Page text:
Tiffany Tsao • 20 May 2022
How does language govern our perceptions? And, perhaps more importantly, what governs which languages we speak, hear and read? What makes some languages more acceptable or authoritative than others? What can some languages convey that other languages simply can’t?
We begin with two essays from Tara June Winch’s eight-part essay series on the history of Aboriginal and Torres Strait Islander literature in Australia, published by Griffith Review in 2019 to celebrate the International Year of Indigenous Languages. Next comes an interview with Palestinian activist, organiser and storyteller Jeanine Hourani, wherein she talks about changing the narrative around Arabs, Muslims, Palestinians and refugees, and also about the limitations of the English language.
Yogyakarta-based artist and graphic designer Natasha Tontey speaks to interviewer Bianca Winataputri about the possibilities inherent in speaking in tongues, SHIFT JIS and coded languages in general. David Carlin reflects on a language that insists on its omniscience and obscures what it suppresses – the language spoken by the encyclopedias of his childhood.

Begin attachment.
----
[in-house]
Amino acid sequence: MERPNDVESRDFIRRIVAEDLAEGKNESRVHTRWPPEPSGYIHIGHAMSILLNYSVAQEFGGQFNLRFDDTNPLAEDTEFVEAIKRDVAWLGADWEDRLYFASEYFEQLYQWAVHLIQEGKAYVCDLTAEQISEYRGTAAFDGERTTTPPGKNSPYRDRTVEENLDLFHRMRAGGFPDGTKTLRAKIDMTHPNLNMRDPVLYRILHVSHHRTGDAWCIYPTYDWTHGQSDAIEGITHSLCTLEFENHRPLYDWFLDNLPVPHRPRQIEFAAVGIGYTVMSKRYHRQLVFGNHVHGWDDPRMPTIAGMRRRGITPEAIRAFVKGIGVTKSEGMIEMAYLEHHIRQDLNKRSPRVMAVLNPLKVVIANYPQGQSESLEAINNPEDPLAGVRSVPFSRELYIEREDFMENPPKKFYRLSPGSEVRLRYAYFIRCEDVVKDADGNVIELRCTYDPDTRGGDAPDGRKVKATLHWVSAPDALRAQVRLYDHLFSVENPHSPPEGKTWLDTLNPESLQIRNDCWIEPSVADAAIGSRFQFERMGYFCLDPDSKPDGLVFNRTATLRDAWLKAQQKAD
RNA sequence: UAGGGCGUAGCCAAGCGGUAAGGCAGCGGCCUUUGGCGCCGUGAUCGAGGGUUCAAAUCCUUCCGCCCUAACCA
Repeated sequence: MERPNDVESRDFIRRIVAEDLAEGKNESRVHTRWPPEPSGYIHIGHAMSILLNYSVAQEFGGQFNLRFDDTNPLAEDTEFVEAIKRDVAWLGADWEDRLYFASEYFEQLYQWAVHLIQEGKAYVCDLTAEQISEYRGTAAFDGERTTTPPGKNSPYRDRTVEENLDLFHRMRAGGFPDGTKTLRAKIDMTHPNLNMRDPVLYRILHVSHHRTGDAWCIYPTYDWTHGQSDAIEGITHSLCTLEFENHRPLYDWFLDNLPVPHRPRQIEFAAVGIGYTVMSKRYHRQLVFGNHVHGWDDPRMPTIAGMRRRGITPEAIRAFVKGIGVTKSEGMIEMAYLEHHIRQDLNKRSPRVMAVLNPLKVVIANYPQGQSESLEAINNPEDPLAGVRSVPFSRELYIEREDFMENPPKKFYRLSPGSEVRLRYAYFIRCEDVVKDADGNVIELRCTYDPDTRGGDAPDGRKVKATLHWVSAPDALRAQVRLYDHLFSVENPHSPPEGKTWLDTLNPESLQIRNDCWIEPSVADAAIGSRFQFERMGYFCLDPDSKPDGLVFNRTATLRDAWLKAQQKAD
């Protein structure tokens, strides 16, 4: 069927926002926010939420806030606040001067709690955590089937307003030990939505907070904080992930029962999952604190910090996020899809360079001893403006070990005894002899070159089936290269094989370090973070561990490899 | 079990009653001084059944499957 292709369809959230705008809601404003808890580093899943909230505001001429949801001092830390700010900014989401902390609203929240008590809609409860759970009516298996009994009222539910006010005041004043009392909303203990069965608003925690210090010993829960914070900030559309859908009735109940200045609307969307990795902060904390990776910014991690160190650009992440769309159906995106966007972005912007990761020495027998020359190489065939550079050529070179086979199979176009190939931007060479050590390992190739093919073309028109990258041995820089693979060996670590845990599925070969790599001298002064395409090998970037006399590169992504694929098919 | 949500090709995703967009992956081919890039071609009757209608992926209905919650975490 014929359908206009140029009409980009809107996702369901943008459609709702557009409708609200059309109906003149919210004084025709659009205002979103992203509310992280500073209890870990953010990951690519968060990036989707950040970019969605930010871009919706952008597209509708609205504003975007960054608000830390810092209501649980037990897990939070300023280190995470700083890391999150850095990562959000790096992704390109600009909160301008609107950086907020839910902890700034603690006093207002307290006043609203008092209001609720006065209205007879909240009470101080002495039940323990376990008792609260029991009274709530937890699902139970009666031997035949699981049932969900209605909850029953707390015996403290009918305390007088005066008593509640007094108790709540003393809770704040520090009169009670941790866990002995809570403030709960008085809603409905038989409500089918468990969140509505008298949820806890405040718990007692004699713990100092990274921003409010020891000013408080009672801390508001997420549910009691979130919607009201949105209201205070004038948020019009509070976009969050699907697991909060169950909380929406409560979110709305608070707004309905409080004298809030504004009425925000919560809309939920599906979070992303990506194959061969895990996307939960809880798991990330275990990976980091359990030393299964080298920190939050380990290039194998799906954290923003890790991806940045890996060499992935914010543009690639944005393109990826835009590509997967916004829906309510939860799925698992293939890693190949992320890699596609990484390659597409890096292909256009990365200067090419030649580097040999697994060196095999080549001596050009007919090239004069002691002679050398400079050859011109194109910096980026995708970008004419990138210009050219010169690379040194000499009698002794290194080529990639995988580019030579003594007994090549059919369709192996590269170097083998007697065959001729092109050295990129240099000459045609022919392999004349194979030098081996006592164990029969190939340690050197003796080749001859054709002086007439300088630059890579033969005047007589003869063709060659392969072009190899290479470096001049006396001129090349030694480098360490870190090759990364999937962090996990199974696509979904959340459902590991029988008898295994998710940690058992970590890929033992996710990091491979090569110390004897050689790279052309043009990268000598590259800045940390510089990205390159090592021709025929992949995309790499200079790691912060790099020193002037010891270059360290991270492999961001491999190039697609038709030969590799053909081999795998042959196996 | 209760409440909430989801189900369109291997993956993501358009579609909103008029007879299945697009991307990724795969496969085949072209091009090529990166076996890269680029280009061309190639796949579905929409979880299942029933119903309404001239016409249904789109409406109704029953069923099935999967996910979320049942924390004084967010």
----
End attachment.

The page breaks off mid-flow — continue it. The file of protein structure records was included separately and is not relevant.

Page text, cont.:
Last but not least, Sharon Davis remedies widespread misconceptions about Aboriginal English and Kriol in her article for IndigenousX.
Two announcements that may be of interest to writers of non-fiction!
Kalliope X is currently taking submissions of work (non-fiction included) through 9 June.
Kill Your Darlings is accepting pitches for non-fiction until 29 May.
If you’re a publication or organisation that would like us to announce anything related to Australian non-fiction on your behalf in one of our weekly issues, feel free to drop us a line at: email@example.com